When I first touched a computer, it felt like the hand of God came down from the heavens and pointed at it. “This… this is what you will do,” boomed the LORD.
Blasphemy aside, it didn’t quite happen that way. But it felt close to that.
It was the fall of 1981. I had just started grade 10 at Dartmouth High School, my first and last year at that school. I had graduated from the Hampton Gray Memorial Junior High School, and we were bused to DHS every day from CFB Shearwater (I’m very surprised that my former junior high school is a federally recognized heritage building).
I felt very out of sorts at DHS. I wasn’t in the same classes as my friends from grades 8 and 9, it was a new school, and my classmates weren’t army brats. They were just regular kids whose parents had regular jobs and didn’t train on Sea Kings or go on maneuvers or sail in frigates. It felt very strange, and I felt very alone.
As chance would have it, my assigned locker was right outside the school Computer Room. I capitalize that because this was 1981 and computers in schools were a pretty new thing. I had no idea that there was a computer room until I saw one of my friends going in there. I followed him in there and watched him sit down in front of a strange machine and start typing.
It turned out that anyone could use the room. You didn’t have to take the computer class. I split my non-class time between the computer room, and the library where I read SF magazines like Analog and Fantasy & Science Fiction. I preferred the computer room but sometimes all the computers were in use.
I recall they had about six or seven computers there, all Commodore PETs. Commodore was a major manufacturer of personal computers at the time, competing with Apple and Tandy. They sold heavily into the educational market to try to get people hooked on their computers, much like Apple did (and still does).
The smallest PET they had was a PET 2001, released in late 1977. It was an integrated unit with display, keyboard and tape drive all in one shell. I remember it was the 4K model (that’s 4,096 bytes of memory) and most people avoided it because it didn’t have enough memory to run many programs. The keyboard was known as a “chiclet” keyboard due to the shape of its keys and their tiny size. It was practically impossible to touch-type on it.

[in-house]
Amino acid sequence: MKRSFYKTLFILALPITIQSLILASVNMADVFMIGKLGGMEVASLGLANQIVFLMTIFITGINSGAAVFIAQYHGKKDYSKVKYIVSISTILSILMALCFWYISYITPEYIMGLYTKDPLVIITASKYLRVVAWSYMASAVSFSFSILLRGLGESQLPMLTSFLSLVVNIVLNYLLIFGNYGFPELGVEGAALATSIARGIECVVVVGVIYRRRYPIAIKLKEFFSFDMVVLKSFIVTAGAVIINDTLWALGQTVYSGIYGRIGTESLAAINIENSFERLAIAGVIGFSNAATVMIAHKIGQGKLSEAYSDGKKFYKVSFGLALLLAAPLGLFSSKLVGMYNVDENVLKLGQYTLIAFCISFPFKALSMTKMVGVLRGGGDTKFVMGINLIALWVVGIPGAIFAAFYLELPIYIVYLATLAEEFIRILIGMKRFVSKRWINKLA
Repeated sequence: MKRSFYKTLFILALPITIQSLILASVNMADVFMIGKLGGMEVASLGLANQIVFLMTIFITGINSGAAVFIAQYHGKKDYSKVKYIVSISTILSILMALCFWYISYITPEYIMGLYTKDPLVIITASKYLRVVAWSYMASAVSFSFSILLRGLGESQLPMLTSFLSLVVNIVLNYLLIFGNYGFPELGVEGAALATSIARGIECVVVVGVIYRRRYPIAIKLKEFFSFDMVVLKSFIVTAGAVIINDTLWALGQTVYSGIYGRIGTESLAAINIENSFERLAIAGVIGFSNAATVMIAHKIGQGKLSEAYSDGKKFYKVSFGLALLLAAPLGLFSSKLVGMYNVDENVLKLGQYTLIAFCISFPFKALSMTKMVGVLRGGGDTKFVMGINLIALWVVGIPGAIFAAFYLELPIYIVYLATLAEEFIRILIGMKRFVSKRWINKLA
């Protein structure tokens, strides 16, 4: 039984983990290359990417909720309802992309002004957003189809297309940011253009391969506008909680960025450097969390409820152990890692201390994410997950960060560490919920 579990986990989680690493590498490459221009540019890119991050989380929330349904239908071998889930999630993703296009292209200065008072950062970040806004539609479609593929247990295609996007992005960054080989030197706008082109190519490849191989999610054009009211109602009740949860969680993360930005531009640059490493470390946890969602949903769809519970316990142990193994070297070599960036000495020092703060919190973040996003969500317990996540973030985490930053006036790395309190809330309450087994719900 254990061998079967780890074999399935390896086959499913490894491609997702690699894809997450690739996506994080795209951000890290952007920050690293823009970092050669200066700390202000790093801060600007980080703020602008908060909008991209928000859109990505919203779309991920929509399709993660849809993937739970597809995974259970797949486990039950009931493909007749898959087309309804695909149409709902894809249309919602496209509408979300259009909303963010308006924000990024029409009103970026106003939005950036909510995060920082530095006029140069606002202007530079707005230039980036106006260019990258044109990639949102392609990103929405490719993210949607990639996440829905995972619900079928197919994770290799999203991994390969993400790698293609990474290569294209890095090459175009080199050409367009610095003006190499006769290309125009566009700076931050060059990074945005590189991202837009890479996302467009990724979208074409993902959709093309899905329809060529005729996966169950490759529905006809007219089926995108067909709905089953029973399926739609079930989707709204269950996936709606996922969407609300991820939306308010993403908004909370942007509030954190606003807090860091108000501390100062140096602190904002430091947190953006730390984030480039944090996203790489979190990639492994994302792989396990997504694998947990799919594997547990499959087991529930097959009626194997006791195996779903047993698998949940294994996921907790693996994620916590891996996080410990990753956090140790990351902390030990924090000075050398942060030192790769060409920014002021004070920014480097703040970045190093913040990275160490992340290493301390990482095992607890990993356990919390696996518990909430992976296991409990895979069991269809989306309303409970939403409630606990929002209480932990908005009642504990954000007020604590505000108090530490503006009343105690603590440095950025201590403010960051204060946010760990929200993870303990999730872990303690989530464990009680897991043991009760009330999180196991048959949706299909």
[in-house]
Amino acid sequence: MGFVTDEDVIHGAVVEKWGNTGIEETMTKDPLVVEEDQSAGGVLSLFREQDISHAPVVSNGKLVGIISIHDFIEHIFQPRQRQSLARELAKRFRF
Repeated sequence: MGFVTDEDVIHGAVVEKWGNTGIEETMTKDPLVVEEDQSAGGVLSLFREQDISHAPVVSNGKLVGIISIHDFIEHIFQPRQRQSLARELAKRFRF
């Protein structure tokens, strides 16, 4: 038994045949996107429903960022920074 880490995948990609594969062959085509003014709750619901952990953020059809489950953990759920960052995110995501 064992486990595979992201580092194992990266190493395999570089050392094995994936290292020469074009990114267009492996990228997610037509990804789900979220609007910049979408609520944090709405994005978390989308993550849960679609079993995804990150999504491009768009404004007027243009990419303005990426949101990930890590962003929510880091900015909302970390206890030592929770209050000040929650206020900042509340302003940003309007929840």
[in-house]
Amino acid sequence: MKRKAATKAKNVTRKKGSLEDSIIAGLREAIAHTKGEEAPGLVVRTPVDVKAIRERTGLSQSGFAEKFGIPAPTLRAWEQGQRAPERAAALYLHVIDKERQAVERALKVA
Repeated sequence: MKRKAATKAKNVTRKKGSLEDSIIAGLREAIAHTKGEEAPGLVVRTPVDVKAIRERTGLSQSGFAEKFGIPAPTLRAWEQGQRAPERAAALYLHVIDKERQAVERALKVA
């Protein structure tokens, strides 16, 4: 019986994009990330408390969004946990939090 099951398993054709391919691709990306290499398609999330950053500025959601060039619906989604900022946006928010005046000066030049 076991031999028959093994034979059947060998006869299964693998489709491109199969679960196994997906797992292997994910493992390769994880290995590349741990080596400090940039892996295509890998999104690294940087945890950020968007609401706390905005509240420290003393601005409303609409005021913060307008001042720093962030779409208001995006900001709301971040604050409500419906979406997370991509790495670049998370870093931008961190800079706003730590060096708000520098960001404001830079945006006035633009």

The lab also had some later PET 2001 systems with 16K RAM and a bigger keyboard. These were definitely preferred.
A popular game that circulated through that room was a text-based “Star Trek” game. You were the captain of the Enterprise (represented by a capital E on the screen) and you flew it around sectors (8×8 grids) using “impulse power” and you could warp to other sectors. The object of the game was to blow up all the Klingon ships while managing your energy usage, damage and photon torpedo inventory. It was surprisingly fun.
The game was written in BASIC, naturally, and eventually I made some fumbling attempts to “improve” the game with more features. That was my first programming effort. I was hooked.
Before then, when people asked me what I wanted to be when I grew up, I would always answer, “an aerospace engineer.” I loved planes and rockets and I wanted to design them.
Once I met the PET, those nebulous plans went out the window. Computers were my future, and they still are. Thank you, Commodore.
Commodore founder Jack Tramiel survived Auschwitz and founded Commodore International Limited in Toronto in 1955, making typewriters. It was a long way from typewriters to the PET and the VIC-20, Commodore 64 and the Amiga.
I never owned a PET, but I was a Commodore 64 and Amiga owner for many years. More to come.